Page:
THREE words from Sue Bond summed up the attitude of objectors at an exhibition of up to 400 planned homes in Pagham.
‘No more homes’ was all she wrote on the first side of the comment form available at Tuesday’s consultation staged by Hanbury Properties.
The company put on show its initial proposals to develop some 20 hectares south of Summer Lane. It hopes to submit a planning application for the large proposal by the end of the year.
But Mrs Bond, 67, of Church Lane, said: “The traffic generated by these houses will make road conditions along Pagham Road even worse.
“I don’t begrudge people having houses but I don’t think we want that number here.
“Bourne Leisure also wants to put 22 more caravans on Church Farm Holiday Village, which will create more traffic as well.”
Summer Lane resident Lara Hunt, 34, said: “These homes could mean another 1,200 cars in Pagham. Even now, if you have a tractor coming out of Barfoot’s farm, it causes a massive tailback along Pagham Road.
“All these extra cars are going to add 30 minutes on my journey going to work every day.
“The developers talk about creating open spaces among their housing but we have got lovely open spaces already with a lot of wildlife.
“Summer Lane is a lovely countryside location but that will all change if these houses go ahead.
“My daughter was hit by a boy on a motorbike in our road the other day. There will be a lot more of that sort of incident with all the extra residents.”
She said she was also concerned about the impact of the additional residents on essential services as GPs. She already faced a ten-day wait for an appointment at her local surgery.
The exhibition at Pagham Village Hall attracted plenty of interest. Some 300 people were expected to attend after the first two-and-a-half hours saw about 150 people take the chance to find out more about the proposals. They could ask questions on the development to Hanbury’s projects team, which included ecology consultant Karl Goodbun.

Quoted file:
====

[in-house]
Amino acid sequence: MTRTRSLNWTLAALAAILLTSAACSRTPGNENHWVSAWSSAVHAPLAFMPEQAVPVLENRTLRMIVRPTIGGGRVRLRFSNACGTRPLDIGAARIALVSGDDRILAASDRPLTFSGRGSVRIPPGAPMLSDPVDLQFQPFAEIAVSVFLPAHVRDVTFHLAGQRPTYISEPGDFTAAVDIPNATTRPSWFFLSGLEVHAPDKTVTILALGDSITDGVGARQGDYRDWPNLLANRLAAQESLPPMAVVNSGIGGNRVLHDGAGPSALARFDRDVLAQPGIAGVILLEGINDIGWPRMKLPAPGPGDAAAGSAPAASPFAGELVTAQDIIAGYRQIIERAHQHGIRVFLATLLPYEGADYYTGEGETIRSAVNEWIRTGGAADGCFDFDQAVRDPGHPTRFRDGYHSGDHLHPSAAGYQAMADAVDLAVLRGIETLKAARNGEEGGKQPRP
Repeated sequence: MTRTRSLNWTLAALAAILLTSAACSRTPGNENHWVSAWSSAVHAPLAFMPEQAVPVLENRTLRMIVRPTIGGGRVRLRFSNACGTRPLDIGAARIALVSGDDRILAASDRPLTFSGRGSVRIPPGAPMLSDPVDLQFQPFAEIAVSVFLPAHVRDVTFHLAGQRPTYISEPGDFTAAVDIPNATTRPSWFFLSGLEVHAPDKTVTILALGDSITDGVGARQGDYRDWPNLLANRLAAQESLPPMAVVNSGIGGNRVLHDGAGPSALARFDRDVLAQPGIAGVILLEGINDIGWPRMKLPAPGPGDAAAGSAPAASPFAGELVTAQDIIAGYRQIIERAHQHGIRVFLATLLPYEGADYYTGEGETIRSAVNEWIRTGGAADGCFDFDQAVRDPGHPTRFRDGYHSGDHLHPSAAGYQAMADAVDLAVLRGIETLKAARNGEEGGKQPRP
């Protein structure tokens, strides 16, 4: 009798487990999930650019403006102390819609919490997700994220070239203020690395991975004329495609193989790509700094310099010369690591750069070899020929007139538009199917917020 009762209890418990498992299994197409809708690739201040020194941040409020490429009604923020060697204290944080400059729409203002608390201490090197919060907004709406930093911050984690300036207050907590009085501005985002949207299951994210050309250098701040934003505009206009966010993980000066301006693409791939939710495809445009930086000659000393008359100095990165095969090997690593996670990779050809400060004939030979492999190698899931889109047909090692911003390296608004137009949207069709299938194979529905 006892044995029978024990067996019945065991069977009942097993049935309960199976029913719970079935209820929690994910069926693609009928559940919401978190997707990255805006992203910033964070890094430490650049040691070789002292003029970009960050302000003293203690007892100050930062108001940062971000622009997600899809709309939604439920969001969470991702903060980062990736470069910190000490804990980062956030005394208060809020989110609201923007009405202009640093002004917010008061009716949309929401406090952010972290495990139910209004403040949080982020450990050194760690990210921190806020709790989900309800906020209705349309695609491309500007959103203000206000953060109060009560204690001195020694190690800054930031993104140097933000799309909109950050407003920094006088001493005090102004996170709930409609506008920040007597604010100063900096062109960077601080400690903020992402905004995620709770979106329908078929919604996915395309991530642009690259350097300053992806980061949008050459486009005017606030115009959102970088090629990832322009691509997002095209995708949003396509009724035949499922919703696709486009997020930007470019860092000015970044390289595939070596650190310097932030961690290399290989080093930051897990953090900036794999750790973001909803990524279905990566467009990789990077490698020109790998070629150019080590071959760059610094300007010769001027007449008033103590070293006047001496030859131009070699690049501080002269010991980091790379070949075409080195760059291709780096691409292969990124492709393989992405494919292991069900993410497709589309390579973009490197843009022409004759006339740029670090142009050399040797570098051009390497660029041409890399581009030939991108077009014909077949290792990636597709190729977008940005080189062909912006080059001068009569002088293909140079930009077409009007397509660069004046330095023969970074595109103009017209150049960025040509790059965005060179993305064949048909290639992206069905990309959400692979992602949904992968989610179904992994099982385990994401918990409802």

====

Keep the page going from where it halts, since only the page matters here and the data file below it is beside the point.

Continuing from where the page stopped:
The Chichester company intends to build a range of high quality low density properties from bungalows to first-time buyer’s houses, family homes to retirement accommodation. All will be one or two-storeys high to fit in with the existing housing.
It also intends to create a convenience store among a small group of shop, a GPs’ surgery and a pharmacy. Land will be allocated for a one-form primary school as well as Scout hut for Aldwick and Pagham Sea Scouts whose current building is threatened by another proposed housing development in the north of Pagham. A creche and youth centre is pencilled in as well. There will be community allotments as well as dedicated sports pitches and an area of public open space to stretch from Summer Lane south to the current public field next to the village hall.
Hanbury Properties’ project manager Paul Fong said: “The exhibition has been very busy. It’s been full on since we opened.
“The main concern people have raised has been the speed of traffic and the lack of community facilities in the area. School facilities and the GPs’ surgery have been particularly highlighted.
“We were forewarned about that and we have responded to it by including them in our proposals – just as we responded to the potential loss of the Scout hut by allocating space for that as well.”
Mr Fong said most of the residents he had spoken to accepted more housing was needed. “I didn’t expect that. They realise there is a need for more housing and it’s got to go somewhere.
“They are interested in the content of what we are doing and how we are going to do it.” Hanbury Properties recently worked closely with Pagham Parish Council to achieve a successful application for 90 homes north of Summer Lane.